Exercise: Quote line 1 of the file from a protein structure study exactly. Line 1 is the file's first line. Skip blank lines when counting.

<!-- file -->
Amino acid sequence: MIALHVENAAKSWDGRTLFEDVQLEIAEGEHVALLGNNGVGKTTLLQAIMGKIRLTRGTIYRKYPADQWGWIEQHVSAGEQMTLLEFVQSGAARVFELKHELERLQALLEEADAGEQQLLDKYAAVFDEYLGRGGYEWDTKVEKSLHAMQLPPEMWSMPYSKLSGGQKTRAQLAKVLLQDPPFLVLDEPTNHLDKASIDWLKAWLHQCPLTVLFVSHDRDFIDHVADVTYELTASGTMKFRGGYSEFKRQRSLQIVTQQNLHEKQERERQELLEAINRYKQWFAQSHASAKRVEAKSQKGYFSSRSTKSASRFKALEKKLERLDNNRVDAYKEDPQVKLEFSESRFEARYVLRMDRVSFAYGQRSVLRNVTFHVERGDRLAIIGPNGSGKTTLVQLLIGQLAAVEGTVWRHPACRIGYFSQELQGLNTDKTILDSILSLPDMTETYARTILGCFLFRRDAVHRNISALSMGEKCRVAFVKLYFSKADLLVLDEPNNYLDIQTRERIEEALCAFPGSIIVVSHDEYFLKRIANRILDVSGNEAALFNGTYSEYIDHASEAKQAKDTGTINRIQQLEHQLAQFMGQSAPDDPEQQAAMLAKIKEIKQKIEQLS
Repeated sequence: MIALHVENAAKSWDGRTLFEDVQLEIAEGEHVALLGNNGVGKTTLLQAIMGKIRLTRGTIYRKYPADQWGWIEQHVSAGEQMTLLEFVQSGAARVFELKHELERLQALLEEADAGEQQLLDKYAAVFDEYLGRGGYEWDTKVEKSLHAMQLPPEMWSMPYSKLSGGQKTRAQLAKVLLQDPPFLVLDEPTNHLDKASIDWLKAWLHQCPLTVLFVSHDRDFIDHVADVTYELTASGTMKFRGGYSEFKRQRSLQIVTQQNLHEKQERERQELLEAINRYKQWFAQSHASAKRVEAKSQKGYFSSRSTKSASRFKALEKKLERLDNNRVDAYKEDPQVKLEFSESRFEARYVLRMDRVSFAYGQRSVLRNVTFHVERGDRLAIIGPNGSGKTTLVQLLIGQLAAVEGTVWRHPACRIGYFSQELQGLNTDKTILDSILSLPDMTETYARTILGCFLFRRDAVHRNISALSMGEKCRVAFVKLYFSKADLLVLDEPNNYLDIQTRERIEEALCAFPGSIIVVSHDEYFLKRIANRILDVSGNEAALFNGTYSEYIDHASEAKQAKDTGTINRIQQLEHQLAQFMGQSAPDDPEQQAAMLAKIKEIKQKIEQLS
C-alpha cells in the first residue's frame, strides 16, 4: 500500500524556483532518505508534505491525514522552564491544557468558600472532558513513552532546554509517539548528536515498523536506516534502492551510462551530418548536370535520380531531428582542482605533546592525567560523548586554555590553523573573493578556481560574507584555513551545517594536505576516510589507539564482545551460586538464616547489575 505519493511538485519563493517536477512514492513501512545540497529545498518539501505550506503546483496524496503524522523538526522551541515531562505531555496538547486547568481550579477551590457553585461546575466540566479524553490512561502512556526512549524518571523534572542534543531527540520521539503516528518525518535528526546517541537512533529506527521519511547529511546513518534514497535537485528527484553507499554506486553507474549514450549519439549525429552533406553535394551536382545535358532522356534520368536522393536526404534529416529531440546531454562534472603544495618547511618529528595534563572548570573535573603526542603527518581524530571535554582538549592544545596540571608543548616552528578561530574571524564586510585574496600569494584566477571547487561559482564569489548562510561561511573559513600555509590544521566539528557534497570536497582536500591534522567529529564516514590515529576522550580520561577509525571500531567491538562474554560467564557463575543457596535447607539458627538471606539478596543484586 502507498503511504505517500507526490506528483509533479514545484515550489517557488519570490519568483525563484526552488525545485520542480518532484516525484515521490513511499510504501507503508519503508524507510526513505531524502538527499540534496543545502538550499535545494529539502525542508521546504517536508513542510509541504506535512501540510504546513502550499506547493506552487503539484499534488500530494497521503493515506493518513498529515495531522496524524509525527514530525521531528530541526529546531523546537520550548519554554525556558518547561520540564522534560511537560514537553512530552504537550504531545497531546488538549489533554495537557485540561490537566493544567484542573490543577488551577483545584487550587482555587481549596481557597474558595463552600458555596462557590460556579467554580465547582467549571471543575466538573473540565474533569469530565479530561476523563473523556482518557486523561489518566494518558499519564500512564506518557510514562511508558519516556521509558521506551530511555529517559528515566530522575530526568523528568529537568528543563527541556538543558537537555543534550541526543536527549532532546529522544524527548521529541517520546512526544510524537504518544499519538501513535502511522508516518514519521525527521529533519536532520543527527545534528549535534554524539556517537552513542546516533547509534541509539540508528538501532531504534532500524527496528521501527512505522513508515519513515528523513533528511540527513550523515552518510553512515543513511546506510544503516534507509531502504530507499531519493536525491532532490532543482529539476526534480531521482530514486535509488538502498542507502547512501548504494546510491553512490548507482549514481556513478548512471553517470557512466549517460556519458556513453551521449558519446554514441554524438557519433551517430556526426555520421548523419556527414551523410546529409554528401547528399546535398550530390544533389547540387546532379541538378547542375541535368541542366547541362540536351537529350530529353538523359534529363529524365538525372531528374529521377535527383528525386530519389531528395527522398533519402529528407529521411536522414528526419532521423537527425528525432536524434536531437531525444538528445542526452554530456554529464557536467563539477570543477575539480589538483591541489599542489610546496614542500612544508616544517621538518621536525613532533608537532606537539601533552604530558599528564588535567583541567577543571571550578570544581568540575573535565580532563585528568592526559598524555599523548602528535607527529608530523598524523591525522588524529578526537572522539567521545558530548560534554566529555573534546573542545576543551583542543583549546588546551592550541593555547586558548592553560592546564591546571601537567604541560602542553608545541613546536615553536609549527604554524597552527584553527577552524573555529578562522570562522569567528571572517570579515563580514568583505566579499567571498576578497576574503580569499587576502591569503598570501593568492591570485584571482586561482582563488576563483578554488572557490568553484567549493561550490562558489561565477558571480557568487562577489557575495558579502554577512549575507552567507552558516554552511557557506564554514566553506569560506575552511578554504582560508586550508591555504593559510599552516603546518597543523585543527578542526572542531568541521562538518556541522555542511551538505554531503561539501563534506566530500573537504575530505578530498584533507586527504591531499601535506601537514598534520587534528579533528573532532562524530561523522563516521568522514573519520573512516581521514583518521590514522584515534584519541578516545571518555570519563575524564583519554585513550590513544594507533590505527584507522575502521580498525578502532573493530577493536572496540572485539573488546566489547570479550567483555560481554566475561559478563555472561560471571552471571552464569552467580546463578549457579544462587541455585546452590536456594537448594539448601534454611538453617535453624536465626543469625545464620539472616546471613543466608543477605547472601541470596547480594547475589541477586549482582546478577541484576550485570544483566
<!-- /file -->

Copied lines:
Amino acid sequence: MIALHVENAAKSWDGRTLFEDVQLEIAEGEHVALLGNNGVGKTTLLQAIMGKIRLTRGTIYRKYPADQWGWIEQHVSAGEQMTLLEFVQSGAARVFELKHELERLQALLEEADAGEQQLLDKYAAVFDEYLGRGGYEWDTKVEKSLHAMQLPPEMWSMPYSKLSGGQKTRAQLAKVLLQDPPFLVLDEPTNHLDKASIDWLKAWLHQCPLTVLFVSHDRDFIDHVADVTYELTASGTMKFRGGYSEFKRQRSLQIVTQQNLHEKQERERQELLEAINRYKQWFAQSHASAKRVEAKSQKGYFSSRSTKSASRFKALEKKLERLDNNRVDAYKEDPQVKLEFSESRFEARYVLRMDRVSFAYGQRSVLRNVTFHVERGDRLAIIGPNGSGKTTLVQLLIGQLAAVEGTVWRHPACRIGYFSQELQGLNTDKTILDSILSLPDMTETYARTILGCFLFRRDAVHRNISALSMGEKCRVAFVKLYFSKADLLVLDEPNNYLDIQTRERIEEALCAFPGSIIVVSHDEYFLKRIANRILDVSGNEAALFNGTYSEYIDHASEAKQAKDTGTINRIQQLEHQLAQFMGQSAPDDPEQQAAMLAKIKEIKQKIEQLS